Gwen Marston: Abstract Quilts in Solids
In the mid 70’s Gwen saw an exhibit of spirited antique quilts at her local art museum which convinced her to become a quiltmaker. She began as most quilters do, by learning how to make quilts from traditional patterns passed down through the generations. Drawn to the old quilts, she saw a lot of them which clearly were original work made without a pattern, and it wasn’t long until she turned a corner and began designing her own work.
She has always preferred simple, uncomplicated, informal design with an element of the unexpected tucked in. Always having an appreciation for the history of quiltmaking, she looks to antique quilts for inspiration and you can see influences of Amish, African American and unorthodox pieced quilts in her work. More recently her work is ever more stripped down, ever more minimal, with inspiration coming from historical quilts and modern art. With a large body of work, she also revisits ideas from her previous work: now you can see influences of Gwen Marston in her work.
When making contemporary, abstract quilts she works almost exclusively with solid fabrics. She prefers solids for a host of reasons, none more important than the fact the line and form are more clearly defined: solids emphasize the delineation between shapes whereas prints can blur the edges of adjoining shapes.
The Quilts of Molly Upton
Molly Upton (1953-1977) was a pioneer in the nascent art quilt movement of the nineteen seventies. While others around her were making traditional quilts of the few available calicos, Molly found a way to paint with the many other fabrics available to her—velvets, silks, corduroy, and polyester blends.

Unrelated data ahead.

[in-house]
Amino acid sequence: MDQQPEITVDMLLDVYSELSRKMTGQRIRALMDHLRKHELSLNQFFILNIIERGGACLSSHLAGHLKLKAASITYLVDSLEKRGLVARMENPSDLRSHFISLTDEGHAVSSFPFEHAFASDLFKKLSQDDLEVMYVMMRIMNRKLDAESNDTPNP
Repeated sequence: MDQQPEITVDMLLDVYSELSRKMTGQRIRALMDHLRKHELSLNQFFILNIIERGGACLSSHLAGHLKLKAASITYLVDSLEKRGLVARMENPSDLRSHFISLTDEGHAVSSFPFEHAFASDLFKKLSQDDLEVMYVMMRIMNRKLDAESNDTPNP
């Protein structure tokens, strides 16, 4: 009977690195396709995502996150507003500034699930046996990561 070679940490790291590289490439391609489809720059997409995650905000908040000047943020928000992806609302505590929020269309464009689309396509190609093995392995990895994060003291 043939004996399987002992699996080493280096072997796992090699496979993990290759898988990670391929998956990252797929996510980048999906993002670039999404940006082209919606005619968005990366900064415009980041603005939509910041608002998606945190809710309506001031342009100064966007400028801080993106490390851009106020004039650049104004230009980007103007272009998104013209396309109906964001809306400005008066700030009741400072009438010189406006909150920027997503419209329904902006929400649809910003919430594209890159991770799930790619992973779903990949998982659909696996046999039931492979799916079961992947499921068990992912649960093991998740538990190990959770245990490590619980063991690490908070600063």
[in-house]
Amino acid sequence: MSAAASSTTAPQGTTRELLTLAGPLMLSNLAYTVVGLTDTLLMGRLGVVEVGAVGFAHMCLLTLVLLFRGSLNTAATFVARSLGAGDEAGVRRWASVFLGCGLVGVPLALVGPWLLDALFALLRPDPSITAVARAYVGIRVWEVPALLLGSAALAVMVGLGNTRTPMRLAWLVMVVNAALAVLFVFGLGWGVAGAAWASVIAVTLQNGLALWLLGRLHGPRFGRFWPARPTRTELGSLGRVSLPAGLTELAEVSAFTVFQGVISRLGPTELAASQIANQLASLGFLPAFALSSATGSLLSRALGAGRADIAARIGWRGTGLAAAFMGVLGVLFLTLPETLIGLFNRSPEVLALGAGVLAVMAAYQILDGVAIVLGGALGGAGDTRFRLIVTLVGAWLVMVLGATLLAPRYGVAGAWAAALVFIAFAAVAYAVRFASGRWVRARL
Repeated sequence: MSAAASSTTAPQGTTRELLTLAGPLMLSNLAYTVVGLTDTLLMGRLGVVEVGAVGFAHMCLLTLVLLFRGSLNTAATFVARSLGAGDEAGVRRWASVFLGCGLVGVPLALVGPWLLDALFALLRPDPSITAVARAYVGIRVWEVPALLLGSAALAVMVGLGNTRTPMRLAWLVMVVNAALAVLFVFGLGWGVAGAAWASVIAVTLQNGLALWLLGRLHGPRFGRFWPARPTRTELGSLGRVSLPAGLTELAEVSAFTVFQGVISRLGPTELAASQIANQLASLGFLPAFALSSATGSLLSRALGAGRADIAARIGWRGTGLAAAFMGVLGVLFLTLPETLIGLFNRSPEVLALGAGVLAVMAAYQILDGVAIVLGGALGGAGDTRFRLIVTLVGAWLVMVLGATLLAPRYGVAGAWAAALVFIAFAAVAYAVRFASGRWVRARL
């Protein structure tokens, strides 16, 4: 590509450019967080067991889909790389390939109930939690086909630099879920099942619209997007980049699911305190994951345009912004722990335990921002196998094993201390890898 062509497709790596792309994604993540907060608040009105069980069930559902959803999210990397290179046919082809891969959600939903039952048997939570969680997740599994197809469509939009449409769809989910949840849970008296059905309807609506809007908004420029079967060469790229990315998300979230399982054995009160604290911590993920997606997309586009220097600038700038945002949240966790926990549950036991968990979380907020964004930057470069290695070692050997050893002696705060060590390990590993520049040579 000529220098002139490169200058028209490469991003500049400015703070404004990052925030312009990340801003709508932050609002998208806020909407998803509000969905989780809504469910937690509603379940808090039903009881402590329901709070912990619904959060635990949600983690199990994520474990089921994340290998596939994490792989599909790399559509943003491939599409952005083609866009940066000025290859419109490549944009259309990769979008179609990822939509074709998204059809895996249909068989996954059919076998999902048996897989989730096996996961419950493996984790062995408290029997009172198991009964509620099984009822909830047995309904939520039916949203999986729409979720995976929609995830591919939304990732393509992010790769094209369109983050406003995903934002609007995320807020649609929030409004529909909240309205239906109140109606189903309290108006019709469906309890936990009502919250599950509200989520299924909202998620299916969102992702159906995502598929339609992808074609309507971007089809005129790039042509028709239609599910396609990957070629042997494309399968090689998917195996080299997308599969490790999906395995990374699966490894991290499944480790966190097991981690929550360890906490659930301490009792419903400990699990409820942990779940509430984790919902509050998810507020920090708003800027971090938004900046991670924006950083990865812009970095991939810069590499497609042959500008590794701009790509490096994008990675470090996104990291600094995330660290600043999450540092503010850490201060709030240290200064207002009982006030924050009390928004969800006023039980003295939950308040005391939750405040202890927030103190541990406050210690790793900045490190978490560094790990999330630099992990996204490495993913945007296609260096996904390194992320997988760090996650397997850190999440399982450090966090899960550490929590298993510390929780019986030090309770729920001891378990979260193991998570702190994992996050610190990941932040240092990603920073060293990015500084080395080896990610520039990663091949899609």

She briefly majored in art at universities in the mid-west and then New Hampshire, and received encouragement to stick with this unusual medium for a fine artist at the time—fabric. She traveled abroad and then returned to make more quilts, experiencing success with exhibits in Boston and Cambridge, MA.
Molly Upton’s quilts range from huge to tiny, but all exhibit a mastery of color, rhythm, and composition. Bright colors dance in dark backgrounds in non-representational compositions. Some quilts seem based in tradition with carefully constructed themes of trees and buildings, and others are just fun statements of everyday things. Molly left this planet at her own will at the age of 23, leaving us a legacy of more than two dozen quilts, most will be exhibited at QuiltCon 2016.
The Modern Quilt Guild’s 2015 Quilts of the Month
Each month, MQG members receive a free pattern, designed by an MQG member. Productions of the 12 quilt patterns from 2015 will be displayed in one exhibit.
Sponsorship available. Please email Heather.